Managing Pain & Fatigue 

Living with Sickle Cell

Building a foundation of healthy habits can help you live a full life and enjoy many activities with sickle cell.

Living With Sickle Cell Disease

Find good medical care

Sickle cell is a complex condition that can be difficult to understand. Good medical care from doctors and nurses who are familiar with the condition can help prevent serious problems. It is a good idea to include a hematologist (a blood specialist) in your care plan. You can find a specialist here, and ask your current healthcare provider about routine checkups. Be sure to always talk to your healthcare professionals about your symptoms and care plan.

Prevent infections

Common illnesses like the flu can be dangerous when you have sickle cell. Practice good hygiene daily with hand-washing and food safety.

Develop healthy habits

Hydration and nutrition are very important for people living with sickle cell. Staying well-hydrated may help prevent dehydration (when one has too little water in the body) -- which can be important as dehydration may lead to a pain crisis. It’s especially important to drink plenty of water before, during and after exercise or physical activity. Eat a well-balanced diet with plenty of calcium-rich foods like low-fat milk, yogurt, cheese, leafy green vegetables and calcium-fortified foods like soy milk, orange juice and tofu. It can help to add nutrient-rich, high-calorie foods like dried fruit, nuts and smoothies to your diet as well.

Manage fatigue

To help with fatigue, it is important to practice a good sleep routine, which means building healthy habits that support sleep. Some of these habits include:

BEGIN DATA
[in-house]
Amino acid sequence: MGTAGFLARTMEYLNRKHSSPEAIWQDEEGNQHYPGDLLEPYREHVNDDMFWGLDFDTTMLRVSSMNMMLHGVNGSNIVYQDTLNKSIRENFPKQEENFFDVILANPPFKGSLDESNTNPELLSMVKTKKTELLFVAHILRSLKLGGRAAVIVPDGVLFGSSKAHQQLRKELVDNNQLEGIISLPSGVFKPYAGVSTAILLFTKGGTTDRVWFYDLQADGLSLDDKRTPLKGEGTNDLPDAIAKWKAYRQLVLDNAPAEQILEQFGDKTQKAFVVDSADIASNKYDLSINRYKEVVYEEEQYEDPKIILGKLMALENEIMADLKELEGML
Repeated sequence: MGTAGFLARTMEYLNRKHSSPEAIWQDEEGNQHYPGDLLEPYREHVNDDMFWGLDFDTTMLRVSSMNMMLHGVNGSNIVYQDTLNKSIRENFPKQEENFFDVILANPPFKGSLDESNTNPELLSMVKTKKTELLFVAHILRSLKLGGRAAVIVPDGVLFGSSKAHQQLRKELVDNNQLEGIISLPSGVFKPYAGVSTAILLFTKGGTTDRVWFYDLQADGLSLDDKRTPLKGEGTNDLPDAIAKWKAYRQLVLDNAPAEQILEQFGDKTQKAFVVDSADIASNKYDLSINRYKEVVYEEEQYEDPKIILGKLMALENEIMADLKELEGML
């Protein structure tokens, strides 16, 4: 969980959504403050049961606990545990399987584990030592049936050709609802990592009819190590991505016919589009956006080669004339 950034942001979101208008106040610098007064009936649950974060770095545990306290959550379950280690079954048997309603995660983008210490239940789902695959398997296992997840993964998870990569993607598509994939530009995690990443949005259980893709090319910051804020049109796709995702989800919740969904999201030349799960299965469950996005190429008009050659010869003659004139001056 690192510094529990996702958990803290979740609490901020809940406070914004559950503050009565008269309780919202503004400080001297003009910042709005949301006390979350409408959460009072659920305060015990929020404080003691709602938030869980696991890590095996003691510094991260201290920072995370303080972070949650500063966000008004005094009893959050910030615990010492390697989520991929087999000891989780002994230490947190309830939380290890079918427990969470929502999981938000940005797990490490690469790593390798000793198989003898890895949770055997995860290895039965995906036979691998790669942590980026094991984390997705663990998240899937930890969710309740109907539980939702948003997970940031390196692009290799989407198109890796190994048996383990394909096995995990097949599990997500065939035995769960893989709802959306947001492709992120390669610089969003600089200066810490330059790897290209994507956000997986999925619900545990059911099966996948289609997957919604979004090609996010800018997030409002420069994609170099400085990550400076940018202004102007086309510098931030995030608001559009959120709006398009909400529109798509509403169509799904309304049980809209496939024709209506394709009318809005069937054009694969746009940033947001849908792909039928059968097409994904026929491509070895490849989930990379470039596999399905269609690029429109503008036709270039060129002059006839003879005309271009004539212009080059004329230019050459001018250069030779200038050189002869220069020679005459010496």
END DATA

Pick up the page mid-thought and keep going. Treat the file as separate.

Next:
• Limiting naps to less than 30 minutes
  • Limiting caffeine to the morning
  • Having a bedtime routine that you follow every night
  • Making your bedroom pleasant, dark and as free of distractions as possible

Maintain a balanced body temperature

Try not to get too hot or too cold. Physical activity should be part of your life, but don’t overdo it. Listen to Dalilah and Mekhi talk about how they pay attention to their bodies.

Get support

Your family and friends can help you check your health and be there to listen to you. Even if you’re the only one in your family with sickle cell, like Dalilah, your family can still help. You may want to find a group or community organization that can provide information and support (you can see a list of groups here). Talking with people who know what you’re going through can make all the difference. It can provide a network of people to learn from.

Talk with your healthcare provider about clinical studies that might be right for you

New clinical studies about sickle cell are starting all the time. Ask your healthcare provider whether any studies might be right for you. 

Pain Management

The severity of pain caused by sickle cell can range from no pain to mild pain to severe pain. Likewise, the methods to relieve pain also can be different. Here are some good general rules to follow:

Talk with your healthcare provider

Discuss your symptoms and create a plan to help relieve your pain. This may include medicine and other relief methods, including heating pads or physical therapy.

Look for pain triggers

Every time you’re in sudden pain, try to figure out what may have caused it. Although it may not be obvious at first, keeping a log over time can help you identify triggers.

Find what works for you

No one pain relief method works for everybody. You may have to try different things, such as a warm bath, massage or acupuncture. Also, do the things that help you relax, like listening to music or hanging out with friends. Reducing stress can also help reduce your pain.

Managing Pain Without Medication

You might find that you can get pain relief with options other than medicines. It is important to discuss all pain management approaches with your healthcare provider to figure out what is best for you.

Physical Approaches

  • Hydration
  • Heat
  • Massage
  • Acupuncture/acupressure
  • Blood transfusions
  • Physical therapy
  • Transcutaneous electrical nerve stimulation

Psychological Approaches

  • Distraction
  • Imagery
  • Hypnotherapy
  • Psychotherapy

Behavioral Approaches

  • Deep breathing
  • Relaxation
  • Meditation or yoga
  • Self-hypnosis
  • Biofeedback
  • Behavior modification


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November 2023.

This website is intended for U.S. residents.

The information provided is for educational purposes only and is not intended to replace discussions with a healthcare provider.